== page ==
Indian pharma companies are shifting research and development operations and clinical trials to South-East Asian countries due to transparent regulations and sops offered by these nations, a survey by industry body Assocham has said… The notification dated January 30, 2013 issued by the Department of Health, Ministry of Health & Family Welfare has put a ‘full stop’ to R&D in India, triggering serious concerns amid entire pharma industry, said a majority of the industry representatives…
“Various South-East Asian countries namely Cambodia, Korea, the Philippines, Singapore, Thailand, Vietnam and others are wooing India’s R&D industry by offering sops and transparent regulations,” the survey by by industry body Assocham said.
South-east Asian countries are emerging as preferable destination for India’s pharma companies to expand their business as they share similar patient population and disease profile and moreover, have a conducive environment for their operations like easy market approach without any regulatory uncertainty, the survey of Indian pharma firms highlighted. The notification dated January 30, 2013 issued by the Department of Health, Ministry of Health & Family Welfare has put a ‘full stop’ to R&D in India, triggering serious concerns amid entire pharma industry, said a majority of the industry representatives.
“This notification is not in line with the established international standards and is likely to have a cascading effect on the future of clinical trials in India as the flaws in the gazette could negatively impact the future growth of R&D as well as development of low cost high quality medicines in the country,” it said.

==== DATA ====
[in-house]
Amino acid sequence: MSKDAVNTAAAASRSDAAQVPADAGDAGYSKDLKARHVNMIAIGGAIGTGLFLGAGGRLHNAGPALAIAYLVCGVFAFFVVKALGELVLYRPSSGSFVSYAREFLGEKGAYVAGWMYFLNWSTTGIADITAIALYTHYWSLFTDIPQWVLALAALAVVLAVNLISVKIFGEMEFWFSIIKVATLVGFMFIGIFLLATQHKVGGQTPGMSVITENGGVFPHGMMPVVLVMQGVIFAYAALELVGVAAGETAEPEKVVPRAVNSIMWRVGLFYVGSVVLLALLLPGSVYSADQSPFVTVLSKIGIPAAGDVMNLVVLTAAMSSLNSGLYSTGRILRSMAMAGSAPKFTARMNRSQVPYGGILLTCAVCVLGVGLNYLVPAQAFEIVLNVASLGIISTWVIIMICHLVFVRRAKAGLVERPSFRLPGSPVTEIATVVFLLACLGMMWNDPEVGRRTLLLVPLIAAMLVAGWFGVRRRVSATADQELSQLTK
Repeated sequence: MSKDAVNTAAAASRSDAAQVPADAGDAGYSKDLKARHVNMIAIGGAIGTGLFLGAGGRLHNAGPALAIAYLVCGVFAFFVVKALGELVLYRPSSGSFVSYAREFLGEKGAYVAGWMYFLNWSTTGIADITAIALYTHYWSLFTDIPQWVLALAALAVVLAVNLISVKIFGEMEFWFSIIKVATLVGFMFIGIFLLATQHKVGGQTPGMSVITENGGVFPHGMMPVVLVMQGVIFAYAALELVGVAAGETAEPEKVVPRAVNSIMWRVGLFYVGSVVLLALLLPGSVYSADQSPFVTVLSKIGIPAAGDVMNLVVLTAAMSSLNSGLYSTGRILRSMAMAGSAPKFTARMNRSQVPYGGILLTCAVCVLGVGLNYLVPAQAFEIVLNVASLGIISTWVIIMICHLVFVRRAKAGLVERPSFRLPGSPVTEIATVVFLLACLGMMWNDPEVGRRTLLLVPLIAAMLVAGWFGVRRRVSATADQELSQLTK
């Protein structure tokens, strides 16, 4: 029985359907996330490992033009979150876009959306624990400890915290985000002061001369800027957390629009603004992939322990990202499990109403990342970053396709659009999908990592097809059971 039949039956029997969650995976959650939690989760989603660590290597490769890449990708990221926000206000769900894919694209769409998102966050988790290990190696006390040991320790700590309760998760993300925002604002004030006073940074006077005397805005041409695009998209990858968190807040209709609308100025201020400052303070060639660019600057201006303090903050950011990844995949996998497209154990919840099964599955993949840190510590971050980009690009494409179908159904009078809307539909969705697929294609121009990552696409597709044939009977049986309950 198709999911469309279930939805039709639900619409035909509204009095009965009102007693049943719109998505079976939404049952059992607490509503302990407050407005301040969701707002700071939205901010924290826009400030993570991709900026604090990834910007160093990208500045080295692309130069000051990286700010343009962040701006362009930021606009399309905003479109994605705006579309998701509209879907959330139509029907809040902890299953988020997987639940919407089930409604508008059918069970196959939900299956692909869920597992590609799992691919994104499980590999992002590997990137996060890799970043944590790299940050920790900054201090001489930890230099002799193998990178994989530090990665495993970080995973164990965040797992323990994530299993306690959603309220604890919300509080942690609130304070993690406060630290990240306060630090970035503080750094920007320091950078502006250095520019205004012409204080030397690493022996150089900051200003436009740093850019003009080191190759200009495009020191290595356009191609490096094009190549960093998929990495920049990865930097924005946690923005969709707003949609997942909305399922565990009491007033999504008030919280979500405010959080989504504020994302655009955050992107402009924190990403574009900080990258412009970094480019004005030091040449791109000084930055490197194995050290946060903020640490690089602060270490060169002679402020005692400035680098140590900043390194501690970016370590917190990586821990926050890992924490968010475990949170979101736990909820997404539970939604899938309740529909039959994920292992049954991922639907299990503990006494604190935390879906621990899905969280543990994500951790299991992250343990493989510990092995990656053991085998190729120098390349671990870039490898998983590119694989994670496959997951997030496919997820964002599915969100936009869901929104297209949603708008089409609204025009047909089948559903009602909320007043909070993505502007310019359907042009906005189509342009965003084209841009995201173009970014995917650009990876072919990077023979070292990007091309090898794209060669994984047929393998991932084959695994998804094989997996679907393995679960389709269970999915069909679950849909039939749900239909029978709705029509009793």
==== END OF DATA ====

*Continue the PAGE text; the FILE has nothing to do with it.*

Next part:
“Flight of operations by India’s pharma majors will surely hit India’s image as a fast-growing, low-cost hub for medical research,” Assocham national secretary general D S Rawat said. In its letter to the Prime Minister, Assocham has said that India’s pharma industry had touched Rs 1 lakh crore (Rs 1 trillion) with over Rs 40,000 crore (Rs 400 billion) of exports thereby capturing over 20 per cent of the world’s generic market, making India the world’s single largest supplier of vaccines.
“This milestone could not have been achieved without clinical trials for safety and efficacy,” Rawat said. In fact, in the last two decades Indian generics were tested for bio-equivalence studies in humans and stood the acid test of the toughest regulatory bodies across the globe, which showed the high standards achieved by Indian scientists. As a result, Indian drug dossiers are accepted by global regulators with the respect they deserve.
Besides, it is not surprising that India has the largest number of United States’ Food and Drugs Administration approved plants in the world after the United States.
The controversial gazette notification prescribes stringent laws that are not in line with the established regulations, making it almost impossible for the research and development-based industry to comprehend it and provides compensation for investigational new drug studies, even if a patient is taking (placebo) sugar pills, or other concomitant medication. The gazette also makes it mandatory for a study drug to be efficacious a condition that is nearly impossible to meet since most drugs approved globally are not 100 per cent efficacious every time a patient takes them.
Assocham has also written to the Health Ministry to immediately take action to prevent slowdown of clinical R&D in India while adding that global trials have almost come to a grinding halt in India over the past six months, consequently denying patients suffering from life threatening conditions access to brand new drugs.